Fire chiefs remember Chief Gaines

Fire Chief Tom Owens: "There was just an aura that he was in command and in complete control."

By Bethany Rodgers
The Frederick News-Post

FREDERICK, Md. — Deputy U.S. Fire Administrator Glenn Gaines possessed what one of his friends called a "quiet confidence" that drew people to him.

He wasn't the type of person who needed to exert his authority, but those around him never doubted that he was in charge, Frederick County Fire Chief Tom Owens said.

"There was just an aura that he was in command and in complete control. … He didn't have to flash the badge. He didn't have to pound the table and make declarations of his authority, because he had this presence," Owens said.

Gaines, who worked at the National Emergency Training Center in Emmitsburg, died unexpectedly April 12, according to an obituary published in The Washington Post. He was 72.

Gaines spent 35 years at the Fairfax County Fire and Rescue Department in Virginia, working as a fire marshal, chief training officer and chief of operations before serving as fire chief for more than seven years, according to a biography posted on the U.S. Fire Administration website.

Owens, who served side-by-side with Gaines for years in Fairfax County, said his friend was one of the rare fire officials who worked all the way through the service ranks. His wealth of experience gave him a global perspective on the fire service and earned him respect from its members, Owens added.

After he retired from the Fairfax County department, Gaines in March 2009 joined the Federal Emergency Management Agency, where he was responsible for leading U.S. Fire Administration training and programs. Although he worked as a deputy for much of his time there, Gaines a couple times stepped into the role of acting U.S. administrator when the position fell vacant, Owens said.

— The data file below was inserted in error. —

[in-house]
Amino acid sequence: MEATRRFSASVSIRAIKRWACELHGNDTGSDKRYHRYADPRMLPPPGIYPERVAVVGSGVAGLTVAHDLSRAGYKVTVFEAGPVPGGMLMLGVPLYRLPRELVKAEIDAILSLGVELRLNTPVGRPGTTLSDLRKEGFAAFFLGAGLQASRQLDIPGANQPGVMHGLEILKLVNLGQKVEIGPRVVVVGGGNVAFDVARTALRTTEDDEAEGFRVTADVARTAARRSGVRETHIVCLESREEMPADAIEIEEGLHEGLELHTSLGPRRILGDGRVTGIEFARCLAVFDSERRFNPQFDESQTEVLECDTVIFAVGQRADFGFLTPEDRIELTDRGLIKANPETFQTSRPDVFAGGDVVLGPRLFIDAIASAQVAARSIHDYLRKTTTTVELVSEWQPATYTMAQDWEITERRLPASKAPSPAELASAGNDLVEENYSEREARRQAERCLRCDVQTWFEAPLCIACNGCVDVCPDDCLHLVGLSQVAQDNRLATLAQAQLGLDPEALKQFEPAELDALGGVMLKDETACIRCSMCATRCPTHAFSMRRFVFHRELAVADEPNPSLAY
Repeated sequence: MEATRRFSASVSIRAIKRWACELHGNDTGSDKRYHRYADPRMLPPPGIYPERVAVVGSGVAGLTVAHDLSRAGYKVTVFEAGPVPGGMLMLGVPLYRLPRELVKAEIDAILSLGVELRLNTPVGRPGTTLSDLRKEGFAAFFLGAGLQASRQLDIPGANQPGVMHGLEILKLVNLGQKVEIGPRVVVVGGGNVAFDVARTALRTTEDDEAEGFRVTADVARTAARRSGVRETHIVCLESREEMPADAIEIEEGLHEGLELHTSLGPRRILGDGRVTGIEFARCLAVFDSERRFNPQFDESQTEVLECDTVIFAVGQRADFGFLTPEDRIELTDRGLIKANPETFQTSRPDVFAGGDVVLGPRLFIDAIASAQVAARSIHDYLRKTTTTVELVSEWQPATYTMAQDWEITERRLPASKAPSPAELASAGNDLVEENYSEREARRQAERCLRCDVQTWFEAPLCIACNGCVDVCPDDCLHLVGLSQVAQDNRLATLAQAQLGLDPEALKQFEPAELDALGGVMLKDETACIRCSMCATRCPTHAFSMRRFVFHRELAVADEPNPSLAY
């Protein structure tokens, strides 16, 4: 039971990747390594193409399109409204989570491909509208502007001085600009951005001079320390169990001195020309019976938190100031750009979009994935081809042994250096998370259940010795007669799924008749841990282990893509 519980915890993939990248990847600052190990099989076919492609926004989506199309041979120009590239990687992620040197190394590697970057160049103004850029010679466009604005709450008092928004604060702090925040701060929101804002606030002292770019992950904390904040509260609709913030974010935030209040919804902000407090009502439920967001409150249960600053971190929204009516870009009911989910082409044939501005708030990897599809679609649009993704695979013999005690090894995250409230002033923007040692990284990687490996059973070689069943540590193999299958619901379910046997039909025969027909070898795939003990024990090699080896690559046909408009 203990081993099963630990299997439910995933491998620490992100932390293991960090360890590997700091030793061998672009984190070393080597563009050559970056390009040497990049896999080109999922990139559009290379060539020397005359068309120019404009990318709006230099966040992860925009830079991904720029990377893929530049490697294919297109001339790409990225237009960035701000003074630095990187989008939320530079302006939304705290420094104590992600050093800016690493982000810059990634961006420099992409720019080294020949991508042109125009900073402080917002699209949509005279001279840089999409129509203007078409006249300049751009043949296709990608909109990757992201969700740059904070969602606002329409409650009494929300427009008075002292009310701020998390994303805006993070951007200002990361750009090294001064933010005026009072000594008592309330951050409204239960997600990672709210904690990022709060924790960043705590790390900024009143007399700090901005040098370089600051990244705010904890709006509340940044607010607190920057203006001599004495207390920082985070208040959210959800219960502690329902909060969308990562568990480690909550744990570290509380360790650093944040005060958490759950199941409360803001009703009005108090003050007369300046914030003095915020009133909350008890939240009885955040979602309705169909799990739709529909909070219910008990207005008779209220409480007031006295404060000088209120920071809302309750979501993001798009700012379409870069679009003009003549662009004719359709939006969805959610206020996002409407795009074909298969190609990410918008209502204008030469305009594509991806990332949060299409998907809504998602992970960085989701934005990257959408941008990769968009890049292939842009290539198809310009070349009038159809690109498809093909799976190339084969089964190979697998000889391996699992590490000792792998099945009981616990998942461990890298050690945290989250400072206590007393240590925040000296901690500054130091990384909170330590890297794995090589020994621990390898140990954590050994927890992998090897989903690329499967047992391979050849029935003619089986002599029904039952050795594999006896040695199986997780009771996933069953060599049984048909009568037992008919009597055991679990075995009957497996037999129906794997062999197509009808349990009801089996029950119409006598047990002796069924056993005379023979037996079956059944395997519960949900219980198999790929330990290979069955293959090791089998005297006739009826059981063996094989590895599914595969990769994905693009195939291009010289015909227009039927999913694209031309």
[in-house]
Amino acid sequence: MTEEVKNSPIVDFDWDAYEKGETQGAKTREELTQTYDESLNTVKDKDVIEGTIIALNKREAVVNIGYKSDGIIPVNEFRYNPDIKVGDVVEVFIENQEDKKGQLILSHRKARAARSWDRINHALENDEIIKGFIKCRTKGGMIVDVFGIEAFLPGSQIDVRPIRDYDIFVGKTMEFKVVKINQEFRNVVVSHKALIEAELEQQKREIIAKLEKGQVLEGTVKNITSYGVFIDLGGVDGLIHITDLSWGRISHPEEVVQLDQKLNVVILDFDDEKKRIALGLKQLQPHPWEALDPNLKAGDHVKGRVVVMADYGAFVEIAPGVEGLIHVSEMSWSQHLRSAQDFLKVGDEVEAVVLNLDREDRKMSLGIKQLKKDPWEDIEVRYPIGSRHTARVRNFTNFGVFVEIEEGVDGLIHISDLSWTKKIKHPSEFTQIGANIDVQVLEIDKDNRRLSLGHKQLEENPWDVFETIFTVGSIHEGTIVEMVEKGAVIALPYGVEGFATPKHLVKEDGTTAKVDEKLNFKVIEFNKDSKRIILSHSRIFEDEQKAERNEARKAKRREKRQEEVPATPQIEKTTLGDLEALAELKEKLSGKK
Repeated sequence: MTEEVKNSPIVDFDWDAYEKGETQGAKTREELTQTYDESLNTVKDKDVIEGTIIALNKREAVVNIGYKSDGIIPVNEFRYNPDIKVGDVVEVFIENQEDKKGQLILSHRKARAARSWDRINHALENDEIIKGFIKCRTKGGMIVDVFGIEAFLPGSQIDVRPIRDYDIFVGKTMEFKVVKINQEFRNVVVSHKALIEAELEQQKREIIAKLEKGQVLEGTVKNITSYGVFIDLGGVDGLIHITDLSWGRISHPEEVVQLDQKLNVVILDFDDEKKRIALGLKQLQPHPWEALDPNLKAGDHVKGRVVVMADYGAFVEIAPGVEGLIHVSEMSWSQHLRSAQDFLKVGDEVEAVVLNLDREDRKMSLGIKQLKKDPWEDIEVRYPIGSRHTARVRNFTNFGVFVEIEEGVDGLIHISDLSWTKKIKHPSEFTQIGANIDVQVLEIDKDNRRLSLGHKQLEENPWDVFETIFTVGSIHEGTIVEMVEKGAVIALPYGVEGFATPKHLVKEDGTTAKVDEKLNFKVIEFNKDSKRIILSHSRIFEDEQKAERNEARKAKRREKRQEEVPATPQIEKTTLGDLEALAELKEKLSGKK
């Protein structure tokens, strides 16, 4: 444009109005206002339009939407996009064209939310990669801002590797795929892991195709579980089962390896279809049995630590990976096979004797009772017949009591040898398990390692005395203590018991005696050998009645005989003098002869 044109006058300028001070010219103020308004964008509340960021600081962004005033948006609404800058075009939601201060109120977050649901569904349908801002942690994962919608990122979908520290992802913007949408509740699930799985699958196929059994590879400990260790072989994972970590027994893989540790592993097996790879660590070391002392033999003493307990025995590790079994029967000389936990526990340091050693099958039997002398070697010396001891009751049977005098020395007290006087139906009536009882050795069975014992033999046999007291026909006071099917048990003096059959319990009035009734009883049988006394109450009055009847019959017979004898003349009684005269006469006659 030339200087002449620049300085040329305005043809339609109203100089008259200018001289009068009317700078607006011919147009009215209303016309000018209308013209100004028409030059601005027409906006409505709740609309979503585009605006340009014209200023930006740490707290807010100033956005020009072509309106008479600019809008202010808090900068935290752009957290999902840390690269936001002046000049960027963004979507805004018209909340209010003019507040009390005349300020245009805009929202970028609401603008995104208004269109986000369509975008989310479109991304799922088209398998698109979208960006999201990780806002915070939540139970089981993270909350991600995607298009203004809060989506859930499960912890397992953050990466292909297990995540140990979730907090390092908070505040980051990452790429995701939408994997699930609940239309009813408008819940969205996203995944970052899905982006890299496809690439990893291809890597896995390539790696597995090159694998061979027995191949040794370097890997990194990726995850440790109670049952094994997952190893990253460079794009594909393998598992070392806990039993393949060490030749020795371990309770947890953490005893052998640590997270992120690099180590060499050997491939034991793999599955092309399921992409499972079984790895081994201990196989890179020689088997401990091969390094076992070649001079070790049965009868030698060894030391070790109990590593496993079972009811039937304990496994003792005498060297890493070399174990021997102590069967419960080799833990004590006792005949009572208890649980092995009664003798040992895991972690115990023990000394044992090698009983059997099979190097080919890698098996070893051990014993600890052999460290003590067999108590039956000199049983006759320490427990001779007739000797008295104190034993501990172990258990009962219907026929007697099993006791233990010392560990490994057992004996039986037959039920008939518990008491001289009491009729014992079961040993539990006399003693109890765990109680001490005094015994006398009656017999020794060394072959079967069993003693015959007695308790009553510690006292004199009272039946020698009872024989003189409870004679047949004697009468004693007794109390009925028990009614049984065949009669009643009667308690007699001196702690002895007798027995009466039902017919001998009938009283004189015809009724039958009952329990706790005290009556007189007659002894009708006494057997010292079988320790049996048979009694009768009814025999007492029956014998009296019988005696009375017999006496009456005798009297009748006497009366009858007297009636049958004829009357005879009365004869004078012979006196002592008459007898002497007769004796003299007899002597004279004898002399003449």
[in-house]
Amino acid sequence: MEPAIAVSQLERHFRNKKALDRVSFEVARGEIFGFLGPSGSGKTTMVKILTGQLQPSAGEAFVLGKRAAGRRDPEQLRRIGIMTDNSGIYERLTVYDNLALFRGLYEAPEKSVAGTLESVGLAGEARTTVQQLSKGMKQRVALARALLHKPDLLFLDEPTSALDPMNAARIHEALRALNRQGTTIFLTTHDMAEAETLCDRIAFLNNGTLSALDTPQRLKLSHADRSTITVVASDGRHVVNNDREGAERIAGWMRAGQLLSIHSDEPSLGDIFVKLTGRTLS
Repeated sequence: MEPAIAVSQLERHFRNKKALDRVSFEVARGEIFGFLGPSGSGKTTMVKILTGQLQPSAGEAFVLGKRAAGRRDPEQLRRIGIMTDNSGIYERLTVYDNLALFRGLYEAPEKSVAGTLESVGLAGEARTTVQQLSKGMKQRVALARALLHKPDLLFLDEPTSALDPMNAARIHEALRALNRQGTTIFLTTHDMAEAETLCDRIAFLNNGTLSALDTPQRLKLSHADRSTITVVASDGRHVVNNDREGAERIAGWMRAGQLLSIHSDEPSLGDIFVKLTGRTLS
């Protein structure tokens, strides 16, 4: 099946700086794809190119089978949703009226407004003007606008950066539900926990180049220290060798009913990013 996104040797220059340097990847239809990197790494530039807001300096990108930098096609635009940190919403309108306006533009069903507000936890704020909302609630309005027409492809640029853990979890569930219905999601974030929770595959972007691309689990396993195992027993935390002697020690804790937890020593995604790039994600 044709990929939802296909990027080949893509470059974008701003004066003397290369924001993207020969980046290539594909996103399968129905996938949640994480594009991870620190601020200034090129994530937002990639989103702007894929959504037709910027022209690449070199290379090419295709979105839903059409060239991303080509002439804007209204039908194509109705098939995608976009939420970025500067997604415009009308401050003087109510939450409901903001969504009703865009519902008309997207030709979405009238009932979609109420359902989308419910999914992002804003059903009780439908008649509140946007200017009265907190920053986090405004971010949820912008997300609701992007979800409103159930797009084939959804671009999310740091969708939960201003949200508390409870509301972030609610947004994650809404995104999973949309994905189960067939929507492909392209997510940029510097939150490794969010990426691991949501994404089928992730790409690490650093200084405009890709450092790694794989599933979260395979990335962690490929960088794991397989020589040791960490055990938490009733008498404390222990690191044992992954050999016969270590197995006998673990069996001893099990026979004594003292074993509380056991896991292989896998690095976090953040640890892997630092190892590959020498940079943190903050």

The acting administrator role brought Gaines into contact with the U.S. president, cabinet members, lawmakers and other high-ranking federal officials. But even as he gained distinction, Gaines never grew out-of-touch or egotistical, Owens said.

"He was down-to-earth, in spite of the loftiness of the positions that he aspired to," Owens said. "He would literally at times be embarrassed that he was receiving recognition."

Chip Jewell, chief of the county's volunteer fire and rescue companies, agreed that with all of Gaines' accomplishment, his engaging and relatable personality was among his most defining features.

"There are some fire chiefs that their personality is: I'm the chief. His personality is: I'm a part of your team. I'm a partner," Jewell said.

Jewell said Gaines was a friend to Frederick County's fire service and a great supporter of the annual National Fallen Firefighters Memorial Service in Emmitsburg.

"He will be truly missed by the nation's fire service," Jewell said.

Gaines' online biography notes that he wrote many articles related to the fire service, and Jewell said he was always open to new ideas and encouraging innovation. In fact, Owens said Gaines authored a seminal training manual on fighting fires in garden apartments and town homes, just as those housing styles were first coming onto the market.

Just six months ago, Gaines served as a keynote speaker for a graduating class of Frederick County career firefighters. In his speech to the graduates, Gaines urged them to "think of the underserved" and to consider their loved ones if they wanted to make a difference in their careers.

"Nothing is more American than American firefighters," he said, according to a news report.


(c)2015 The Frederick News-Post (Frederick, Md.)

Distributed by Tribune Content Agency, LLC

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